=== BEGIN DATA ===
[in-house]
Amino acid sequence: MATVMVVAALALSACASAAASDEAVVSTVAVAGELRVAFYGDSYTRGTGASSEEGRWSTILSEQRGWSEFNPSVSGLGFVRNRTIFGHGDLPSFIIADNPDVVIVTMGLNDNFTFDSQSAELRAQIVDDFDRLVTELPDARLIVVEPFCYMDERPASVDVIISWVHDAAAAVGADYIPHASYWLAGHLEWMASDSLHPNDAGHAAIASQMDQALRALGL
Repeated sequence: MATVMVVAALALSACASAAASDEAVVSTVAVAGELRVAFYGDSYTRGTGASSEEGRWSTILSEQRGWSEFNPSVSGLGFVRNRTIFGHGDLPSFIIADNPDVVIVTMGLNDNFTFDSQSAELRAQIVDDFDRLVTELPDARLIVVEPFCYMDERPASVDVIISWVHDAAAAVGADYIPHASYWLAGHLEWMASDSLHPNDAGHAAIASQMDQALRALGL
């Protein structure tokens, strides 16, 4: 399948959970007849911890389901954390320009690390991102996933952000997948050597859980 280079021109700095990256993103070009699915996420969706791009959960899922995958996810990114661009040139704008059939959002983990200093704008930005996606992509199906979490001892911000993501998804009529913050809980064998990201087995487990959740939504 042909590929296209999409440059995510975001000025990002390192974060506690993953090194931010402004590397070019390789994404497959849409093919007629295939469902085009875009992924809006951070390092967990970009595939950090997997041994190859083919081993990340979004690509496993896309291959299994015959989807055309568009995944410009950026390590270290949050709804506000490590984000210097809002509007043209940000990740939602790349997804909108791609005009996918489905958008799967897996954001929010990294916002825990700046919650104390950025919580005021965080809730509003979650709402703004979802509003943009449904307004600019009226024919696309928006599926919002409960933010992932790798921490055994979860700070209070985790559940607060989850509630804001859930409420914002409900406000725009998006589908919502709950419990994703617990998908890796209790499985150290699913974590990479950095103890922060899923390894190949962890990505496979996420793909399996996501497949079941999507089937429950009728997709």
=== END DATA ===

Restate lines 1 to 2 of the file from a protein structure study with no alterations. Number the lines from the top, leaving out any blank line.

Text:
[in-house]
Amino acid sequence: MATVMVVAALALSACASAAASDEAVVSTVAVAGELRVAFYGDSYTRGTGASSEEGRWSTILSEQRGWSEFNPSVSGLGFVRNRTIFGHGDLPSFIIADNPDVVIVTMGLNDNFTFDSQSAELRAQIVDDFDRLVTELPDARLIVVEPFCYMDERPASVDVIISWVHDAAAAVGADYIPHASYWLAGHLEWMASDSLHPNDAGHAAIASQMDQALRALGL